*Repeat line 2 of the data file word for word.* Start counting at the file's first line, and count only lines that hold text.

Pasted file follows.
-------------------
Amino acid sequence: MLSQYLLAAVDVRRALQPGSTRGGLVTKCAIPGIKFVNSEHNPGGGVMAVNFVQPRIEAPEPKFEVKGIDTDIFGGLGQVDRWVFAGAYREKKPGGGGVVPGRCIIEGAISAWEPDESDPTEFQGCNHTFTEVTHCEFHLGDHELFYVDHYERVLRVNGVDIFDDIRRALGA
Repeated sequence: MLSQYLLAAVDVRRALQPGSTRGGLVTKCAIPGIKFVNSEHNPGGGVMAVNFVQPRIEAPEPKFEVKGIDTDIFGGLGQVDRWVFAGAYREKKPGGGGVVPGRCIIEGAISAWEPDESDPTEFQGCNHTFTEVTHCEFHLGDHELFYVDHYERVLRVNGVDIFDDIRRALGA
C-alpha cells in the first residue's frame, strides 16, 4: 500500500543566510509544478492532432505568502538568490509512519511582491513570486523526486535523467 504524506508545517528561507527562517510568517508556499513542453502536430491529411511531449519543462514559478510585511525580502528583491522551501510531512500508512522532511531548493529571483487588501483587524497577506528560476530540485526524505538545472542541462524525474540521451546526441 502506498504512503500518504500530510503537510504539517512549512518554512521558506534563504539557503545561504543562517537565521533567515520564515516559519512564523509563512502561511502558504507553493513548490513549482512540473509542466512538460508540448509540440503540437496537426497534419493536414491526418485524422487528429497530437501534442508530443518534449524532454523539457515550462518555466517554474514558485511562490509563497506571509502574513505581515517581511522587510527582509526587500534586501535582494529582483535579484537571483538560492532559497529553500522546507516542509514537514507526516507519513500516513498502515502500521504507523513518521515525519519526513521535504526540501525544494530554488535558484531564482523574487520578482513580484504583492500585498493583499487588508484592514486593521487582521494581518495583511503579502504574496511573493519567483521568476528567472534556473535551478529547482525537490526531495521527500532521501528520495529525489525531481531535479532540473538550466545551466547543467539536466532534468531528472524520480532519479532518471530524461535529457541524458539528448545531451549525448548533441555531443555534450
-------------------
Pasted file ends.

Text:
Repeated sequence: MLSQYLLAAVDVRRALQPGSTRGGLVTKCAIPGIKFVNSEHNPGGGVMAVNFVQPRIEAPEPKFEVKGIDTDIFGGLGQVDRWVFAGAYREKKPGGGGVVPGRCIIEGAISAWEPDESDPTEFQGCNHTFTEVTHCEFHLGDHELFYVDHYERVLRVNGVDIFDDIRRALGA